If you’ve ever tried to cross Lincoln Street at 5th Avenue in Denver, you know it’s like playing a real-life game of Frogger.
“Frogger across the way. It’s pretty bad,” Debbie Hawkins said. “People are just – they just don’t get seen and they are literally almost getting ran over.”
Hawkins works at Accelerate Health at the corner of Lincoln and 5th and knows the intersection is dangerous for cars, too.
“Oh yeah. As a matter of fact, today we had another accident,” Hawkins said.
Data obtained from Denver Police showed that there have been 51 crashes at the intersection over the past five years. Four of those crashes resulted in serious injuries and one crash was fatal.
“That was pretty bad,” Hawkins recalled. “That’s where the memorial flowers are right there,” she added, gesturing across the street.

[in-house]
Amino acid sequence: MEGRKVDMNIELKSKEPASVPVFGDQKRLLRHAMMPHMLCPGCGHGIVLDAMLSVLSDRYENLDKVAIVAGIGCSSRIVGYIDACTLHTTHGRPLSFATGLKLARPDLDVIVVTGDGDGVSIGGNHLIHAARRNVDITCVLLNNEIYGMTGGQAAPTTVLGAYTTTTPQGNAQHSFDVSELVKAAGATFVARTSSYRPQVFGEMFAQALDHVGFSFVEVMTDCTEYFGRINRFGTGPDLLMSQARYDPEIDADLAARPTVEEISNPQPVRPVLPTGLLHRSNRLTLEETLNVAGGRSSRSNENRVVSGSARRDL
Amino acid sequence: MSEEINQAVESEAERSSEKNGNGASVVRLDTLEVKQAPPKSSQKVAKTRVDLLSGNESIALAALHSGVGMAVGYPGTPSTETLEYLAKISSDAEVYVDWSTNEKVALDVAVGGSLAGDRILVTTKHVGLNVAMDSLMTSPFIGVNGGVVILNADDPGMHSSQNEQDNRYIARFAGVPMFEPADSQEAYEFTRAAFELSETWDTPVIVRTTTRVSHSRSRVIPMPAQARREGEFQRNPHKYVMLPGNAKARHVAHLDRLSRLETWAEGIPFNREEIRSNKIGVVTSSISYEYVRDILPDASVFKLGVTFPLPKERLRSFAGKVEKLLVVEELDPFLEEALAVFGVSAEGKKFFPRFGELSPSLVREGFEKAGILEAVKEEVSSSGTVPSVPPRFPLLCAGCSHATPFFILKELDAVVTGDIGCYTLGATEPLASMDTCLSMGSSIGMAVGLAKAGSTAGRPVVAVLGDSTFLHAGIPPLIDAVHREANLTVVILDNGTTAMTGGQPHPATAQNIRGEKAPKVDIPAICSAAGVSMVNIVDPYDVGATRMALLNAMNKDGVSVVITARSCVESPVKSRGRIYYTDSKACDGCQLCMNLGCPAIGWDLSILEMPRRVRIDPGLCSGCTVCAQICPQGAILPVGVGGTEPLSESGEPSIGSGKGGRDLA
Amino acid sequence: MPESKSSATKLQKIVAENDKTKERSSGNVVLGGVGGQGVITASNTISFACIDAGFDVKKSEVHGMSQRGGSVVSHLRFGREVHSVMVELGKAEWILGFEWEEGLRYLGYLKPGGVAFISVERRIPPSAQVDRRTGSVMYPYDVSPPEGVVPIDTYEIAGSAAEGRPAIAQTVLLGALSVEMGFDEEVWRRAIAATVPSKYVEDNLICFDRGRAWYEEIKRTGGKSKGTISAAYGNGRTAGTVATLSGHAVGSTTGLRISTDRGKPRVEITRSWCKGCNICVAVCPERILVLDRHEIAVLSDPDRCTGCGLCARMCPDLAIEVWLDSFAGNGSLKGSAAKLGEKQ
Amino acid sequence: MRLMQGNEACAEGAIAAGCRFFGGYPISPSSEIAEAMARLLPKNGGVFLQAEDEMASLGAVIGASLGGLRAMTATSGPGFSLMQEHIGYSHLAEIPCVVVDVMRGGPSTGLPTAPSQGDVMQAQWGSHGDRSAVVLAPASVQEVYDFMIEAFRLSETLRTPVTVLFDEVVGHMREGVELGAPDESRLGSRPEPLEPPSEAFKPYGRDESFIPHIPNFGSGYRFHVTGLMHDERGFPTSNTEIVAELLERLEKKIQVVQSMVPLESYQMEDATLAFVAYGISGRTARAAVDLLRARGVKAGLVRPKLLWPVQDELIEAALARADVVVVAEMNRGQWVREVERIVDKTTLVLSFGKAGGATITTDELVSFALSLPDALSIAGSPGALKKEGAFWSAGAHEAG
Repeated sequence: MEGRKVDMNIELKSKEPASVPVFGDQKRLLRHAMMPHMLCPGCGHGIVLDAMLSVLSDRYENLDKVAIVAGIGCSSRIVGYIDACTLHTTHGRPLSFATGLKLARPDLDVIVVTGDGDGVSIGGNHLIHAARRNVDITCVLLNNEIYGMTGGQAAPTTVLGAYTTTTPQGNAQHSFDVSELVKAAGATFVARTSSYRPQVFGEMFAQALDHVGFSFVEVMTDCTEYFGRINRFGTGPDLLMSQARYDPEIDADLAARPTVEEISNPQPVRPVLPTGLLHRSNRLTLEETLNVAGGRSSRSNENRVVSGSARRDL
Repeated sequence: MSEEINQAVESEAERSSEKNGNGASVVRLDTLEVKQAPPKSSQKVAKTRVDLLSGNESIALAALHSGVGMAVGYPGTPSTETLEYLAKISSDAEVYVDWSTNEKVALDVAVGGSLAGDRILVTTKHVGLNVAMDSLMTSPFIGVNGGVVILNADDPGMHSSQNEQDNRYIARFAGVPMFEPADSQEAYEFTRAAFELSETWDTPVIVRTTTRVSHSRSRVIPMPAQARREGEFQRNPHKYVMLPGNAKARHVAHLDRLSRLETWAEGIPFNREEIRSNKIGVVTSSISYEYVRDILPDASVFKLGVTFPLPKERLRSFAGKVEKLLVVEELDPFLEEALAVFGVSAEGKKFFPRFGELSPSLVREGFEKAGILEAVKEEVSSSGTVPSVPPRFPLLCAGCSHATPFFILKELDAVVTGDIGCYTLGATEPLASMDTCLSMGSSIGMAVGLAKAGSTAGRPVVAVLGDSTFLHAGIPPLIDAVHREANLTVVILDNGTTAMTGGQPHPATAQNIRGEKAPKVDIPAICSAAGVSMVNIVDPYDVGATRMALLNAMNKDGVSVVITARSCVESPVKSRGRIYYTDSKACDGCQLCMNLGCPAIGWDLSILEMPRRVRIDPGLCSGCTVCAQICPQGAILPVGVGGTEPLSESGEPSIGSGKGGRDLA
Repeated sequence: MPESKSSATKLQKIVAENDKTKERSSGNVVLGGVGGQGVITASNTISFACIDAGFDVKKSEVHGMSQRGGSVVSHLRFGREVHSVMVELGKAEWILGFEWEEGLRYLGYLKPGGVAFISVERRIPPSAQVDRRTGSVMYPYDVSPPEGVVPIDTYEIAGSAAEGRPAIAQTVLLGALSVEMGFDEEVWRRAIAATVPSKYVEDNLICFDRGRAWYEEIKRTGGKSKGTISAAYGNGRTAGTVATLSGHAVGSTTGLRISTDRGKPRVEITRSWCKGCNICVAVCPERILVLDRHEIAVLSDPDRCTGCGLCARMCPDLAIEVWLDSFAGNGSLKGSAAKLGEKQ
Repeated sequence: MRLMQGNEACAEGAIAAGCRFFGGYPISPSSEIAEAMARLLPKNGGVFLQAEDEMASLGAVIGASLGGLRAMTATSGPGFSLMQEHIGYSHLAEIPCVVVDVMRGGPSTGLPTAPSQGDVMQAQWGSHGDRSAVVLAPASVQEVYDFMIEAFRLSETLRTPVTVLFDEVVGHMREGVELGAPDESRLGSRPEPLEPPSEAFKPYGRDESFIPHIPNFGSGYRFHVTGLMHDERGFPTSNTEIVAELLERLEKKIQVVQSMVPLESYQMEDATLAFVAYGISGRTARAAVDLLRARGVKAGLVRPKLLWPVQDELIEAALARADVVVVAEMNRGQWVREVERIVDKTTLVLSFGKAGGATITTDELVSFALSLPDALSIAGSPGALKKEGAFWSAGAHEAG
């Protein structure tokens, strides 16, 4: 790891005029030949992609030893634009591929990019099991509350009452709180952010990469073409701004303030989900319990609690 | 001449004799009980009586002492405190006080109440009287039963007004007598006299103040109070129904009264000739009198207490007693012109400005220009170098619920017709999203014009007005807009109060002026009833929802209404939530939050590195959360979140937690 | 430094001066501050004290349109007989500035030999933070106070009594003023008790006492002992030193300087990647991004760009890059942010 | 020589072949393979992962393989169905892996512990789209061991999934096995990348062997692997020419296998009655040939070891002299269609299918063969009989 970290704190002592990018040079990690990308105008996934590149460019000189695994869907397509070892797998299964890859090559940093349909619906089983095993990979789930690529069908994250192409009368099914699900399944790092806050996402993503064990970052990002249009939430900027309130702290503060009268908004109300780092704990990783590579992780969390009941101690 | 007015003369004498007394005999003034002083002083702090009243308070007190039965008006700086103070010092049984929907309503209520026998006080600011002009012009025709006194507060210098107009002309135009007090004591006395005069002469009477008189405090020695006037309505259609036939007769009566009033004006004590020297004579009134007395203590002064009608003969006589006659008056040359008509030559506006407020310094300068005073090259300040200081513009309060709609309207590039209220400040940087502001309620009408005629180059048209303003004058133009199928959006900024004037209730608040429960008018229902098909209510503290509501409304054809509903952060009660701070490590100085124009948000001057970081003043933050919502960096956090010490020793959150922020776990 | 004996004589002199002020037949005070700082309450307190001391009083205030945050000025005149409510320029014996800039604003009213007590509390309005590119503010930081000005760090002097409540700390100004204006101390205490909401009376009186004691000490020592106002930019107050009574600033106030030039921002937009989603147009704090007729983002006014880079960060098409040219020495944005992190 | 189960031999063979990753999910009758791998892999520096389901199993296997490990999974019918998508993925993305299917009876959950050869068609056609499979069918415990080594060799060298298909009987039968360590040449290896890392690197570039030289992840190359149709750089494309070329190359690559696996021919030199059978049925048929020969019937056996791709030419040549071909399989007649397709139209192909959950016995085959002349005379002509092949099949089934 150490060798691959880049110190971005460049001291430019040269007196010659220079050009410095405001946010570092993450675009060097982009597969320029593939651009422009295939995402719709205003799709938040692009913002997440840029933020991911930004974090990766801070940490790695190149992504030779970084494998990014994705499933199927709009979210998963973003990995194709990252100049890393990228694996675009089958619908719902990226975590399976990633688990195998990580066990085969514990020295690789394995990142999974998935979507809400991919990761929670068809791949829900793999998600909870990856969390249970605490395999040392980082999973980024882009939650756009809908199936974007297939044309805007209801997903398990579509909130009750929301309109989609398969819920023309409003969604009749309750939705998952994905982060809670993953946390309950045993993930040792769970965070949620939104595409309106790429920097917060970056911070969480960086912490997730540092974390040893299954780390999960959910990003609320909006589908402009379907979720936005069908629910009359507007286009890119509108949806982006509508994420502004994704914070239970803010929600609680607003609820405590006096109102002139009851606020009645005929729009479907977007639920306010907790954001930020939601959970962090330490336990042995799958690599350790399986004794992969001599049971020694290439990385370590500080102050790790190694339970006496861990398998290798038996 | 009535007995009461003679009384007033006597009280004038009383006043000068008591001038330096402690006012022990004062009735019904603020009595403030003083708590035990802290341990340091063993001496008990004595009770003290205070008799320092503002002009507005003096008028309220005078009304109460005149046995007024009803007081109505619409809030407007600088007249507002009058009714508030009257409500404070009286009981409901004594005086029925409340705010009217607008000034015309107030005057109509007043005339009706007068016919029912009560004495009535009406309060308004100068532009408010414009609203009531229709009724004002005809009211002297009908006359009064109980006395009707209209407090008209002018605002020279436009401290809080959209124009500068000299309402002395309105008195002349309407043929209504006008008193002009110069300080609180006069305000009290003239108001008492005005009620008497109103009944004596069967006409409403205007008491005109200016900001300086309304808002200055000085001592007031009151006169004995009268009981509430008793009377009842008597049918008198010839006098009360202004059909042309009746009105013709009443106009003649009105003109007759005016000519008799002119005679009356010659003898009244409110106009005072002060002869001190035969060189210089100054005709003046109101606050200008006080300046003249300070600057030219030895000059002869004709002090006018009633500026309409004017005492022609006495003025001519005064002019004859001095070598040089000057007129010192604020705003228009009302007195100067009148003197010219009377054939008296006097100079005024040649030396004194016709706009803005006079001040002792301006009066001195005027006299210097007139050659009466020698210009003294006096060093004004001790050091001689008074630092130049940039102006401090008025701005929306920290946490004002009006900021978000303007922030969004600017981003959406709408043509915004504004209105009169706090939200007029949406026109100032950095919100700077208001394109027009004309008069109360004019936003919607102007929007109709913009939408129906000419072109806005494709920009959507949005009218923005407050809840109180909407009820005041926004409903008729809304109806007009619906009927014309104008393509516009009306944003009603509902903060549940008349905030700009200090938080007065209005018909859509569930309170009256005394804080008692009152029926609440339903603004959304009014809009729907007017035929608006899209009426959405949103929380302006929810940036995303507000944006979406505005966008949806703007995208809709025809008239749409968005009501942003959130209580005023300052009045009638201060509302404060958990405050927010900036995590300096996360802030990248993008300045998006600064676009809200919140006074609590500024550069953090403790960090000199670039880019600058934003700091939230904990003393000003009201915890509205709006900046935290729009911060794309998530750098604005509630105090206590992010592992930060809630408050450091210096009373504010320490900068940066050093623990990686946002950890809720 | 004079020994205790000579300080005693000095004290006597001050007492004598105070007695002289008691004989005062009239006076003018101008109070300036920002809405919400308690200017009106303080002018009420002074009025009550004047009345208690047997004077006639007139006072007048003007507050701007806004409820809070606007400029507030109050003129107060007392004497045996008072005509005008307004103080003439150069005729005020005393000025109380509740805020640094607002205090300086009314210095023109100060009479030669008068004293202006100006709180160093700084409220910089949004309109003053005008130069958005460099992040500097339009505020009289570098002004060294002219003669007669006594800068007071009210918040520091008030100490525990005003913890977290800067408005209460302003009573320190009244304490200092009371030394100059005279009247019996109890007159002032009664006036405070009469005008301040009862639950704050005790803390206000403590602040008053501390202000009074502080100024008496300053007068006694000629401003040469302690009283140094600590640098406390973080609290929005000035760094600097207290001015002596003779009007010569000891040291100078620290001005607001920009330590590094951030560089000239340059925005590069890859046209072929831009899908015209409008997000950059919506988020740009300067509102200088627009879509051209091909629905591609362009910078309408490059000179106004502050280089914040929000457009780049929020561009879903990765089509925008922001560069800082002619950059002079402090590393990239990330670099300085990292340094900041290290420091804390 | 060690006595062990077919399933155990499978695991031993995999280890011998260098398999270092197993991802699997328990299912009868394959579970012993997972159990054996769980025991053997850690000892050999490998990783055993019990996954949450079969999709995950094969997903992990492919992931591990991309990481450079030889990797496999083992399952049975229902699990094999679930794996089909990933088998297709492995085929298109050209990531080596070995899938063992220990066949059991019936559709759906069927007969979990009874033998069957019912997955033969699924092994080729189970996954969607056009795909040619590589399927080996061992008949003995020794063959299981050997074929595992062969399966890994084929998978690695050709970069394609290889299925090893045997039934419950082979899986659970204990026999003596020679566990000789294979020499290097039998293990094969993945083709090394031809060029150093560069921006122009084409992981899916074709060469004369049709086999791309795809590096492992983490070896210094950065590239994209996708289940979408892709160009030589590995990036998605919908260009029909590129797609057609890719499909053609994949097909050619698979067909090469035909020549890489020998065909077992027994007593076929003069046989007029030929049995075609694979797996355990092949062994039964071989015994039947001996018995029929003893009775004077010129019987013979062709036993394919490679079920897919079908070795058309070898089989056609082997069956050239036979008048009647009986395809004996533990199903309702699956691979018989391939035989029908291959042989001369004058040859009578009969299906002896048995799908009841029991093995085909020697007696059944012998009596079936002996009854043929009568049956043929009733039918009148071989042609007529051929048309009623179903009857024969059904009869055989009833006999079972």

On March 18, a motorcyclist was killed in a crash at Lincoln and 5th. Flowers, balloons and a teddy bear are still attached to the stop sign on the northeast corner of the intersection.
“Over the last few years, we’ve seen a crash picture emerge at that intersection,” Heather Burke, spokeswoman for Denver Public Works, said.
Burke said the city was recently awarded a grant from the Colorado Department of Transportation that will be used to install traffic signals at 5th and Lincoln as well as at 5th and Broadway.
“Our goal is to get those traffic signals installed by next year,” Burke said.
In the meantime, Denver Public Works will make “short term safety improvements” to the problem intersection.
“Upgrading the stop signs so they’re larger and more visible,” Burke explained. “We’re also going to be painting stop bars right by the stop signs.”
Burke said crews would also install a temporary bulb-out on the northwest corner of Lincoln Street just past 5th Avenue. Burke described the bulb-out as a traffic calming measure that extends the sidewalk and slightly narrows the roadway. A permanent bulb-out will be put in place after the traffic signals are installed.
“It’s going to prevent drivers from changing lanes in the intersection,” Burke said.
Burke said the temporary fixes would be rolling out in the coming months.